It’s a grim job but on the bright side, there is always demand for funeral-parlor cosmetologists and with the size of the aging Baby Boomer population, demand is expected to rise.
Elephant trainers at zoos have a super cool job — they get to work with elephants, who are smart, talented, majestic creatures, but the job can be dangerous and very messy.
First of all, the job is outdoors, so you’re going out in all kinds of weather. Then consider that elephants like to splash dirt and mud on themselves to stay cool, plus, it’s the trainer’s job to hose them down. And remember that elephants don’t have thumbs, so when they eat grass, leaves and fruit, they may leave a bit of a mess.
At the Buffalo Zoo,the “girls” (elephants) all do tricks, which can make for more creative messes. One paints (like real paintings on canvas) and another who used to work in the circus does a “Bath Time with Buki” show. All three play musical instruments and do fun challenges like having a watermelon-eating contest.
The average salary for an elephant trainer is $25,000, according to SimplyHired.com.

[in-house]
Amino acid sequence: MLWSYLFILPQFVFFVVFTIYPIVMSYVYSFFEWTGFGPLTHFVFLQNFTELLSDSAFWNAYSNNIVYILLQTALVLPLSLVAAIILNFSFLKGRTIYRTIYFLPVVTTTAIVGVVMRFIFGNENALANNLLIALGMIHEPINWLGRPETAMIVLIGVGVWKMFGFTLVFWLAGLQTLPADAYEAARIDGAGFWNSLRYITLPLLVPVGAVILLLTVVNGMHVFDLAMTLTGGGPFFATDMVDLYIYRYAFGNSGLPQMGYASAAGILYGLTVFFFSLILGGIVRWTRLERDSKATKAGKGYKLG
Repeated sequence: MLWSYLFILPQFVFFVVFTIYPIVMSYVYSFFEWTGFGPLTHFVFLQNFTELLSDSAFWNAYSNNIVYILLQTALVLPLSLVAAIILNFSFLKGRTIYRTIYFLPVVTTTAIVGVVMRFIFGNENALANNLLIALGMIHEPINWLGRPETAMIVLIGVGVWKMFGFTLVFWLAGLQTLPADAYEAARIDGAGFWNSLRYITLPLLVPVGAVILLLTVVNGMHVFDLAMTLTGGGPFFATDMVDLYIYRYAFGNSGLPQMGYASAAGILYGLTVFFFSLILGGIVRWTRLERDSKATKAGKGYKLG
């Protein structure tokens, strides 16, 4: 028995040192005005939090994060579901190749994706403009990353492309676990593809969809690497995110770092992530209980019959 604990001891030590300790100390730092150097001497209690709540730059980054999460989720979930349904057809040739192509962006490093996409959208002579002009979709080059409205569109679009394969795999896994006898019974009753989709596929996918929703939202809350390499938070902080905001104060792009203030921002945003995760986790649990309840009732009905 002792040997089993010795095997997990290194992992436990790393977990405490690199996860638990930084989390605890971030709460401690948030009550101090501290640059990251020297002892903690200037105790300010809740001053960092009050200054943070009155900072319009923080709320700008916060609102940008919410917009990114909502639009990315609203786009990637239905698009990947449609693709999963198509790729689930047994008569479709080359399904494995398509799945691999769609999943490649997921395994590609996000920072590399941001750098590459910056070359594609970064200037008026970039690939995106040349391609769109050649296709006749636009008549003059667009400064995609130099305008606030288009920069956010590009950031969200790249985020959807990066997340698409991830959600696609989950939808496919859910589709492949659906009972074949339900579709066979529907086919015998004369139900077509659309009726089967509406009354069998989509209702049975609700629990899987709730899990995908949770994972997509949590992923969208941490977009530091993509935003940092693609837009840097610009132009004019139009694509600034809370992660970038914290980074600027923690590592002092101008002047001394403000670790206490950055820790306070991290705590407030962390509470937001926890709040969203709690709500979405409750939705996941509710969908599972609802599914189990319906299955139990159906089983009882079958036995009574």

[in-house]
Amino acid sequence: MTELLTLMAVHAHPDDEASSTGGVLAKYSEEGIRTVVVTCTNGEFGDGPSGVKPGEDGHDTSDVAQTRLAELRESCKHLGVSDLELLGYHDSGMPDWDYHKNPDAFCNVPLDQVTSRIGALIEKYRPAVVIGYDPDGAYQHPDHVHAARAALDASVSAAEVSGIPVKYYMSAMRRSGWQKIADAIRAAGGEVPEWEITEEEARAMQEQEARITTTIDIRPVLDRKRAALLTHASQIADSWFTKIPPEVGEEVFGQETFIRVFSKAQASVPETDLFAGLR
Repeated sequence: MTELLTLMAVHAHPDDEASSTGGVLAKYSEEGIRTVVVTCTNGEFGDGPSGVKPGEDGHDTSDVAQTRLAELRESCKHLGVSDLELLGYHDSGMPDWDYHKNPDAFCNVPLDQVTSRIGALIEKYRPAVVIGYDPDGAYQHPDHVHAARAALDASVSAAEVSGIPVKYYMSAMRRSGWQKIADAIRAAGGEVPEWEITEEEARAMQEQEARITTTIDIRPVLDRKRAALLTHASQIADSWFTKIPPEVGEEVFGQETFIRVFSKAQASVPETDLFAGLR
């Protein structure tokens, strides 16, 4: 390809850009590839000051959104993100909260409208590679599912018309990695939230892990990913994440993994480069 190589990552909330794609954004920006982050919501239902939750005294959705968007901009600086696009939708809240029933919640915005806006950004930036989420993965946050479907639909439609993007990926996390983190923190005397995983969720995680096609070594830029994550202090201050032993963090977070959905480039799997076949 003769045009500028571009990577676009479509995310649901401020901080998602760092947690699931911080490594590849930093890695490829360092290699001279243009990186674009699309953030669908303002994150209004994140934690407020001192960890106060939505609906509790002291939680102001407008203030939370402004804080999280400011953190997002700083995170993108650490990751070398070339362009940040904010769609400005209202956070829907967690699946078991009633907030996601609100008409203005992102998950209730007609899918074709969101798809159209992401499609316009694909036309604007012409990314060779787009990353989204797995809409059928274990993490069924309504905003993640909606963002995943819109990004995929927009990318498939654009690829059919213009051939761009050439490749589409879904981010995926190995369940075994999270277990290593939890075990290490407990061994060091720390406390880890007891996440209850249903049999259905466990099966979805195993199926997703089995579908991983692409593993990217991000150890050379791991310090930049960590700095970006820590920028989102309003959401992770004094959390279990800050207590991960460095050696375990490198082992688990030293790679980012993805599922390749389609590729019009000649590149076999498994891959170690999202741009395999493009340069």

Swamp Loggers have such fascinating, dirty jobs, there’s a whole TV showon the Discovery Channel devoted to one swamp-logging company in Jacksonville, NC.
If you’ve ever tried to drive your car through a slightly muddy area, you know how challenging and mud-splattering it can be. These guys slog their heavy equipment through the swampy, muddy terrain to move timber, sometimes waterlogged, from remote areas. The company featured on the show, Goodson's All Terrain Logging,moves an average of 92 truckloads per week to local mills, where it’s turned into everything from paper products to construction-grade lumber.
Logging tractor operators make around $30,000 to $35,000, according to SalaryExpert.com.
Sandhogs, aka urban miners, are the guys who dig tunnels, foundations and other underground construction in New York City.
The hogs have built everything from subway, sewer and water tunnels to the foundation for the Brooklyn Bridge. If you’ve ever lived in or been to New York, you know that construction projects take years, so these jobs are often passed down from generation to generation.
The sandhogs are unionizedand, while they work dirty, hardly glorious conditions, they take pride in what they’ve done for the city of New York. Currently, they’re working on a new water tunnel for the city and extending the No. 7 train to the far west side of Manhattan and into Long Island on the east side.
Sandhogs can make $120,000 or more a year, according to ConstructionEquipmentGuide.com.